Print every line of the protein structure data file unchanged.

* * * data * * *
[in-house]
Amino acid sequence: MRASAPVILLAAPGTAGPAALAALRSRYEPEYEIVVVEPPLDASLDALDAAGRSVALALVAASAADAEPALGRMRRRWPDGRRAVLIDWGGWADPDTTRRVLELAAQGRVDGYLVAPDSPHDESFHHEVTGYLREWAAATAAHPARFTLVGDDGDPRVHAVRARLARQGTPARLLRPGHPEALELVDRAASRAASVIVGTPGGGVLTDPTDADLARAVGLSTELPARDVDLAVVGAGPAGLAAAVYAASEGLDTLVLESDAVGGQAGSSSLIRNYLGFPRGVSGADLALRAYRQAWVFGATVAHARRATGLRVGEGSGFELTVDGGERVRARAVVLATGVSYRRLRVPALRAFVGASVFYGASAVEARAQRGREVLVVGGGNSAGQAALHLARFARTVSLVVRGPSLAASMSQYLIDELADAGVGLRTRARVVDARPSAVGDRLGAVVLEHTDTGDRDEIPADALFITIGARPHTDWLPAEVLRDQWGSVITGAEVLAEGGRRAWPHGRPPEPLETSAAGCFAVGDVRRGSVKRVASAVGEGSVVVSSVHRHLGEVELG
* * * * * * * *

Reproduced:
[in-house]
Amino acid sequence: MRASAPVILLAAPGTAGPAALAALRSRYEPEYEIVVVEPPLDASLDALDAAGRSVALALVAASAADAEPALGRMRRRWPDGRRAVLIDWGGWADPDTTRRVLELAAQGRVDGYLVAPDSPHDESFHHEVTGYLREWAAATAAHPARFTLVGDDGDPRVHAVRARLARQGTPARLLRPGHPEALELVDRAASRAASVIVGTPGGGVLTDPTDADLARAVGLSTELPARDVDLAVVGAGPAGLAAAVYAASEGLDTLVLESDAVGGQAGSSSLIRNYLGFPRGVSGADLALRAYRQAWVFGATVAHARRATGLRVGEGSGFELTVDGGERVRARAVVLATGVSYRRLRVPALRAFVGASVFYGASAVEARAQRGREVLVVGGGNSAGQAALHLARFARTVSLVVRGPSLAASMSQYLIDELADAGVGLRTRARVVDARPSAVGDRLGAVVLEHTDTGDRDEIPADALFITIGARPHTDWLPAEVLRDQWGSVITGAEVLAEGGRRAWPHGRPPEPLETSAAGCFAVGDVRRGSVKRVASAVGEGSVVVSSVHRHLGEVELG